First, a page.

Although the amount of commissions issued to graduates is not limited by detachment, the Wolfpack can take pride in being ranked among the best of the 141 detachments existing nationwide.
“We have higher quality students here, and we earn our fair share,” said Chocolaad. “GPA wise, we are fourth in the northwest region, with an average GPA at a 3.334. We beat the national average of ROTC cadets selected for field training last year.”
The Air Force ranks the top performers based off of a cadet’s GPA, ACT score, physicality and leadership ranking.
Part of the corps’ success is credited to UNO having one of the region’s best aviation departments on campus, offering aviation opportunities not available at many universities.
“We’ve partnered with the aviation [department] for instance,” Chocolaad said. “They have full motion simulators that are FAA certified, which allow cadets to get sim time, as some folks have never been in an aircraft.”
The corps’ leadership training is not limited to the Air Force, it also involves the university and community.
“If we have a chance to partner with the community, we jump on it,” Chocolaad said.
For example, when UNO’s safety office wanted to test campus safety procedures, the AFROTC students assisted the office, along with the Omaha Police Department to act out crisis situations on campus.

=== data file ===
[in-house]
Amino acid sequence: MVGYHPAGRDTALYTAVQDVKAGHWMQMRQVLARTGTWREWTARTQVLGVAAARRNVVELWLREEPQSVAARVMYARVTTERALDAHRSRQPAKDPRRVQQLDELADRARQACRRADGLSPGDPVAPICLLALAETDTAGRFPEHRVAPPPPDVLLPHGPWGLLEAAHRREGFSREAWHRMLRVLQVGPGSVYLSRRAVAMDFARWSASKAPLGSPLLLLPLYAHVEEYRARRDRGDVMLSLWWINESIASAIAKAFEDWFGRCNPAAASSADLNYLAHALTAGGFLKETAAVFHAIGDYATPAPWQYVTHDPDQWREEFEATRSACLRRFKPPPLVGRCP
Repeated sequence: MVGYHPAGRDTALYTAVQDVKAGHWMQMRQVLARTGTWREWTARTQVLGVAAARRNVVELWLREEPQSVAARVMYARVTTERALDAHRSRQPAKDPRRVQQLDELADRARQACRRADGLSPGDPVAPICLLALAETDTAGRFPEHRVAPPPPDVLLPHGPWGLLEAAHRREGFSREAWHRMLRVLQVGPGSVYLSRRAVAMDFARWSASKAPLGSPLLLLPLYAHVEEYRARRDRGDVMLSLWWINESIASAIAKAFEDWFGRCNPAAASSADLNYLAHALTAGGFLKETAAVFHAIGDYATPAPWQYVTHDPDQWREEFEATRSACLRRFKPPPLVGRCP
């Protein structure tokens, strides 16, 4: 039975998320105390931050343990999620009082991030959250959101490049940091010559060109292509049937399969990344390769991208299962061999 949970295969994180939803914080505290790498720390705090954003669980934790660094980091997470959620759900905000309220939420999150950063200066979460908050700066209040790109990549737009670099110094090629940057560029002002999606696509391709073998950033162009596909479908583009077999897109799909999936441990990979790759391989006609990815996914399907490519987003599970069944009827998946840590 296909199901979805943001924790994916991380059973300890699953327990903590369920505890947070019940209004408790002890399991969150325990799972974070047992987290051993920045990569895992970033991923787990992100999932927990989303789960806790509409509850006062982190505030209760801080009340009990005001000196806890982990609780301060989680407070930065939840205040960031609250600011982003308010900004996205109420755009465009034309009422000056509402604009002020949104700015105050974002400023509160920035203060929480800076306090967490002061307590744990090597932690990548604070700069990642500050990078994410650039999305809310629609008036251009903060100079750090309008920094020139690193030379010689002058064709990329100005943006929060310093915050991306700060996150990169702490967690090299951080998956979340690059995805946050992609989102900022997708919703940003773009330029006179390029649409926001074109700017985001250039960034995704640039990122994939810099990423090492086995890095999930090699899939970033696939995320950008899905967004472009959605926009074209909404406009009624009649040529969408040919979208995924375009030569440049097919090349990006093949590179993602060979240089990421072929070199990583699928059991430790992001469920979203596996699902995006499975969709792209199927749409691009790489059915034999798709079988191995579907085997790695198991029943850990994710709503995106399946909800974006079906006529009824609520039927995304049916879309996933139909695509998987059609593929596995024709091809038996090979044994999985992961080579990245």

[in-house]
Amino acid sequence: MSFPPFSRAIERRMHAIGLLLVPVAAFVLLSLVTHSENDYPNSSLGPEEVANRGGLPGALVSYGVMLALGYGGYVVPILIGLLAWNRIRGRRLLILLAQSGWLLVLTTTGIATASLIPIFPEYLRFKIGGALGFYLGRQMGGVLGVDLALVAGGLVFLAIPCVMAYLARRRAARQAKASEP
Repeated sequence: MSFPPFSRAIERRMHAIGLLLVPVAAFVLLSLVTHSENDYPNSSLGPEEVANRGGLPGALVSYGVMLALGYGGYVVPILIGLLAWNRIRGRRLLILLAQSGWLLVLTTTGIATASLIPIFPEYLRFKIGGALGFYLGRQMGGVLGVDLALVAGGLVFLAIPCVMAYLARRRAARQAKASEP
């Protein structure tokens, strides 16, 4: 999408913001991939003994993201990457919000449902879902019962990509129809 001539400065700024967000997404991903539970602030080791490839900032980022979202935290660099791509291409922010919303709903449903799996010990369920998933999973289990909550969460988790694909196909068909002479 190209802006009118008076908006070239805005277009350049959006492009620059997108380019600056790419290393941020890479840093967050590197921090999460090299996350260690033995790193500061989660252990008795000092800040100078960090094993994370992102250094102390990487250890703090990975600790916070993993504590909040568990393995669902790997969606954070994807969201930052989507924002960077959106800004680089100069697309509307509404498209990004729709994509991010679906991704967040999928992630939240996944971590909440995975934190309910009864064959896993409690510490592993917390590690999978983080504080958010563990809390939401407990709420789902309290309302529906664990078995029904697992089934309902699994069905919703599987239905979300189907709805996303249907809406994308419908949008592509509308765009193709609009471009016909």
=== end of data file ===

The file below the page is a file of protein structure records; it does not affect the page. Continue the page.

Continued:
“We used ROTC cadets who played the role of students and we tested out some of the safety scenarios that you see on the walls,” Chocolaad said. “The students got to test leadership. We evaluated students in dynamic situations and said if this happens, what would you do? They really enjoyed that and had a great time doing it.”
In addition to the curriculum, cadets also participate in fundraising and assistance programs. Chocolaad notes that the corps was able to raise about $5,000 for the Wounded Warriors Project and the Special Olympics by organizing a 5-kilometer race called the POW/MIA Memorial 5K. Their volunteer work with UNO’s Seven Days of Service and Habitat for Humanity helped to fix up several community houses.
“Ultimately, we put someone in charge and get to give that person feedback on how well the cadets did running the event,” Chocolaad said.
Although leadership is the primary focus stressed throughout the curriculum, an overlooked asset provided by the corps is its job benefits. Once a cadet receives their bachelor’s degree, the Air Force will seek to commission them with the intention of seeing active duty within the year.
“I can certainly tell you that the ROTC is not going to hurt you in terms of kicking off your career,” Chocolaad said. “You can do four to five years of service for your country and when you walk away, you’re probably going to be ahead of your peers.”
As the fall semester begins and a new class of AFROTC emerges, the lieutenant colonel provides some career advice to all UNO students.
“Look for experiences,” Chocolaad said. “If you’re not going to do ROTC, look for the opportunity for some type of service learning. If you can walk into a job and have experience under your belt, in addition to a degree, it’s likely going to separate you from everyone else.”